I started to get the idea a few years ago, just after the financial crisis. I just started working in application development at – let’s call them a large financial services firm – not to protect them, mind you, but to protect myself. I wasn’t new to the sector though; I spent five frustrating years before that on a corporate dev team working on a personal finance application.
When I arrived at … let’s go with Large Firm from now on, I was sufficiently impressed with the lead developer and the way the department embraced open source. Honestly, it was refreshing after my previous job recreating the wheel. We could download a component (and eventually an entire framework), and be in production in the time it would take my old company to start testing. We quickly progressed to the point that the majority of our applications were constructed from components that we downloaded from the Internet. We were kicking ass and taking names!
A few months after I started, Large Firm acquired a mortgage company, and I was tapped as project lead to merge their client services app into our web application. At first I was psyched – but things changed. Quickly I realized how shielded I was on the dev team from the compliance folks and from upper management. Talk about pressure. Straight from the C-level I heard, “We need this by the end of the month”. No problem, I thought. After some research, I found some additional components that would speed things along and allow us to deliver on time.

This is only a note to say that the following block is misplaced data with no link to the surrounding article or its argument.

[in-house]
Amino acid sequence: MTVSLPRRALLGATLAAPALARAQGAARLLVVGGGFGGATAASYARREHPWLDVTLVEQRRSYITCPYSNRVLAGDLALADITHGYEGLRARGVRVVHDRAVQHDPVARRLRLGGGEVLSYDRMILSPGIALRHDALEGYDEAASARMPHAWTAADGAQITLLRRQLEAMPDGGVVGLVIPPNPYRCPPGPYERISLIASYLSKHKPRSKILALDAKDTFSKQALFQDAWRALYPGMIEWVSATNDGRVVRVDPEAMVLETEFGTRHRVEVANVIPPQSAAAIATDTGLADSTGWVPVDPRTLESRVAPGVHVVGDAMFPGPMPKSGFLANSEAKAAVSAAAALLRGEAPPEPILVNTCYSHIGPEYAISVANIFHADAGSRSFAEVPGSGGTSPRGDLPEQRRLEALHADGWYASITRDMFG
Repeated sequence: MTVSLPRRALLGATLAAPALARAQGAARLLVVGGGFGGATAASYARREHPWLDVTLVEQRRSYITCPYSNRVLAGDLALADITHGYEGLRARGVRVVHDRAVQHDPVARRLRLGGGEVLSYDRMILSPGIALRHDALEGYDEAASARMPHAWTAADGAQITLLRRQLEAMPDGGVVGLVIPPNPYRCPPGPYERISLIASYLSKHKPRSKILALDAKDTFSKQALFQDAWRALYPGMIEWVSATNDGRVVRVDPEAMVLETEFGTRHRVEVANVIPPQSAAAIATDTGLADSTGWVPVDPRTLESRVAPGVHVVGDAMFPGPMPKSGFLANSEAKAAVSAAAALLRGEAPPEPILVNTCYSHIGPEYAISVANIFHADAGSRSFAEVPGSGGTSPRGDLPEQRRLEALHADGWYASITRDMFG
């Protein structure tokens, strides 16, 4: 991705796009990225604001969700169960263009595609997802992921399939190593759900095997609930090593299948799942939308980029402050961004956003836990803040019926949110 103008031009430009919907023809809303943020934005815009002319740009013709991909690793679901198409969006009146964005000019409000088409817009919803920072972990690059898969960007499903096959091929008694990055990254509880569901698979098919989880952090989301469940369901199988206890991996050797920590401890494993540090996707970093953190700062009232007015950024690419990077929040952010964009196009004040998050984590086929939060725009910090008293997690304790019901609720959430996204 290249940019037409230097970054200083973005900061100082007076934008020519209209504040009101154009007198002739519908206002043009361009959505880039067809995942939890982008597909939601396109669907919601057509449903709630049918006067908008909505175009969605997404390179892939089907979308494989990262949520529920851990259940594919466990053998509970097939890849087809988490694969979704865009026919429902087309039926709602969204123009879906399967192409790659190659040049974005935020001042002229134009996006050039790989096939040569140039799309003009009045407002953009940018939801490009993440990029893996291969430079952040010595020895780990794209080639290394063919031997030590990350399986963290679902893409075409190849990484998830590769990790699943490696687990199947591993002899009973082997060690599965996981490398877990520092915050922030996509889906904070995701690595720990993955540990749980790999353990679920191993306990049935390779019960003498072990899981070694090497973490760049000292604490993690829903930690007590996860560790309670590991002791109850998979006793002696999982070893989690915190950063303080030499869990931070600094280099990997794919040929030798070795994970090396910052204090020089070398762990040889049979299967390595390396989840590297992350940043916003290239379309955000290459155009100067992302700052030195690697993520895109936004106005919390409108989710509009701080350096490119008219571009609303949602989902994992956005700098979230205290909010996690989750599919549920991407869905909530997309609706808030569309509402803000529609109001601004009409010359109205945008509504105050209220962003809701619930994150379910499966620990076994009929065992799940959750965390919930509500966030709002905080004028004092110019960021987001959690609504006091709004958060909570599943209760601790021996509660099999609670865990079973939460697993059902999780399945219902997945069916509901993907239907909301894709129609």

Being the good employee that I was, I knew I needed to get this component on the approved list. Large Firm had a tight perimeter-based approach – if something wasn’t on their approved list, just forget about downloading it. So I brought the issue up to compliance and asked if they could turn a decision around quickly so we could make the deadline. As you can guess, that didn’t happen.
There I was, left reconciling the need to go fast with the need to be secure.
I’m not going to lie, I was really conflicted and probably too honest for my own good. I put two of my best developers on the project to work on plan B – trying to code up what I knew already existed. Time was lost and we missed the deadline by weeks. By the time we went into testing, plan B was filled with errors. It was a mess.